By Meghan Rice
Sacred Heart University’s Band Program took a break from performing and partnered with Be The Match, a nonprofit organization run by the National Marrow Donor Program (NMDP), to “band together” and seek out college students on campus willing to donate their bone marrow to blood cancer patients.
“We do a lot of college stuff, because it’s the prime age,” said Jon DeCasanova, a representative from Be The Match. “Prime age and gender would be 18 to 25 and male because males can give us more cells—but we have many female donors as well.”
Supported and funded by the United States Navy and numerous families and doctors, Be The Match started after Dr. Robert Graves’ 10-year-old daughter, Laura Graves, was diagnosed with leukemia. In 1979, Laura received the first-ever successful bone marrow transplant and it inspired her family to give other blood cancer patients a chance to live again through volunteer donors.
According to their website, Be The Match has facilitated more than 80,000 marrow and cord blood transplants and facilitate nearly 6,200 transplants a year—making them a global leader in bone marrow transplantation.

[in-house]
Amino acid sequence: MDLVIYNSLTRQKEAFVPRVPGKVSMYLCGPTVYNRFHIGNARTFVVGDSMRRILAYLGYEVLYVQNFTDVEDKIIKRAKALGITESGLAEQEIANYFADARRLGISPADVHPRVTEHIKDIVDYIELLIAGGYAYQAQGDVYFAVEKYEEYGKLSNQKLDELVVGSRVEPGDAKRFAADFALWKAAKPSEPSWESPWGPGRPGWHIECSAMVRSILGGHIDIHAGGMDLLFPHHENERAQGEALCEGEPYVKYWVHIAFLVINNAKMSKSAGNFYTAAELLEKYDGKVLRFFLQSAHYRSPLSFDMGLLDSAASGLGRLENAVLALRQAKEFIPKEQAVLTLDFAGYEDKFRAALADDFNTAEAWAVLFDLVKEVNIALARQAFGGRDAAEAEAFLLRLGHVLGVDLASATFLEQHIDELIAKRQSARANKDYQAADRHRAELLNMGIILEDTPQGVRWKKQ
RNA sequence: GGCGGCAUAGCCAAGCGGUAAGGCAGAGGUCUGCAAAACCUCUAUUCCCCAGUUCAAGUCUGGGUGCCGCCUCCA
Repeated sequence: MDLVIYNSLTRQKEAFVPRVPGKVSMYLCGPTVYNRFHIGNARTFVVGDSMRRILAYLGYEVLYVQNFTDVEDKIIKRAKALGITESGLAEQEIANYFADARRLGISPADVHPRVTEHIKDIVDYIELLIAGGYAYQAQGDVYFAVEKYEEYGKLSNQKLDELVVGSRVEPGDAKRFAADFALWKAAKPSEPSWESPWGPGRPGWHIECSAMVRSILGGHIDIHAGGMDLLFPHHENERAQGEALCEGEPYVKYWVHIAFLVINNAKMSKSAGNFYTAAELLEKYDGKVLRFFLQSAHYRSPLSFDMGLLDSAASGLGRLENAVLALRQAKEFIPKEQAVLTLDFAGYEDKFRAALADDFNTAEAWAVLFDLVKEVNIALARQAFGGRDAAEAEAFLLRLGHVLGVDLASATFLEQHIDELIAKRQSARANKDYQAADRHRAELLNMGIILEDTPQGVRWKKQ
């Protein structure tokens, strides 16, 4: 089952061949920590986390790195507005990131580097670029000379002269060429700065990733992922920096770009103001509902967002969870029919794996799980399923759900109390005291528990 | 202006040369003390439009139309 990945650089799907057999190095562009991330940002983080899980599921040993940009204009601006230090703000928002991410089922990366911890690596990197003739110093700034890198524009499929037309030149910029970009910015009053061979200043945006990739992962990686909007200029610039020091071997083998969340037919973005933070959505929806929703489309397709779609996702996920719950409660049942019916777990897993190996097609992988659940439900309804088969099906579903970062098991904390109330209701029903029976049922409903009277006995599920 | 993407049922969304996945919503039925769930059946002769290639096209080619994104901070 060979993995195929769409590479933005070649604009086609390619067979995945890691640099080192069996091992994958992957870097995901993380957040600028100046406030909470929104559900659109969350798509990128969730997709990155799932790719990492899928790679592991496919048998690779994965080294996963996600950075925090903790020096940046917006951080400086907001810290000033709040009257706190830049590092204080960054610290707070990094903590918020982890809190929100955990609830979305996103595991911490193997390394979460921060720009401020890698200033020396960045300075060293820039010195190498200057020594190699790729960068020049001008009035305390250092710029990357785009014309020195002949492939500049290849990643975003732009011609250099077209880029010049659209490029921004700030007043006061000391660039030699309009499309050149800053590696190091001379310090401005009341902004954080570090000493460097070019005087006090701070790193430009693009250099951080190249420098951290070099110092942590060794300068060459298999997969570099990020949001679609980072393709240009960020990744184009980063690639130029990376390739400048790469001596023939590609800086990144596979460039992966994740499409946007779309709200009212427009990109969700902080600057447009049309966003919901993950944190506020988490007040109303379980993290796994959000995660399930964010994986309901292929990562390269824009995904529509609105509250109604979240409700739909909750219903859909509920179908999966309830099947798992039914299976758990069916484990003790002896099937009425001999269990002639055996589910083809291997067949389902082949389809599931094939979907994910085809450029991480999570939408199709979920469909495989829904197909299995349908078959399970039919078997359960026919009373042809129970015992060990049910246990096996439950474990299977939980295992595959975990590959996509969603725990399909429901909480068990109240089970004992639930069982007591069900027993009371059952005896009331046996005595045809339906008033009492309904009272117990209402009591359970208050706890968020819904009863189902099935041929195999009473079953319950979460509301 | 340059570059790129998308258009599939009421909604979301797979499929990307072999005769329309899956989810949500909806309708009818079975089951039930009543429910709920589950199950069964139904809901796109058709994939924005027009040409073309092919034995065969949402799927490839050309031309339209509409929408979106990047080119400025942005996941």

Be The Match partners with different individuals and organizations to host donor registry drives, where anyone can sign up and become a donor. They assist the organizations through event planning and coordination, media support and fundraising expertise.
“Be The Match does a lot of work with teams, schools and universities. We heard they particularly have worked with a lot of bands at other schools,” said sophomore clarinet player Ashley Penozynzyn.
The event took place on Tuesday, Sept. 26 from 10 a.m. to 6 p.m. in the University Commons Auditorium. There are currently 118 members in the band and throughout the day, each member came together to run the event with Be The Match.
“We wanted to do this, because it is a good cause,” said senior drum major Eric Willenbrock. “Here we won’t play for everyone, but we wanted to help this specific community together, as a type of band community service.”
Members of the band said that about 30 to 50 people came to sign up to donate within the first three hours of the event. In order to join at the registry drive, prospective donors had to confirm that they were between the ages of 18 and 44, review the health guidelines and confirm that they didn’t have any of the listed health issues, and commit to donating to any patient in need.
Sophomore Liam O’Donnell stopped in to donate his time and bone marrow to the cause.
“I have a couple of friends in band, so I am here to support them,” said O’Donnell. “I have not heard of this type of thing before but I was happy to help someone who might need it.”
Every three minutes, someone is diagnosed with blood cancer. Be The Match has a message on their website for prospective donors:
“The cure for blood cancer is in the hands of ordinary people. Join our cause. You could be the cure.”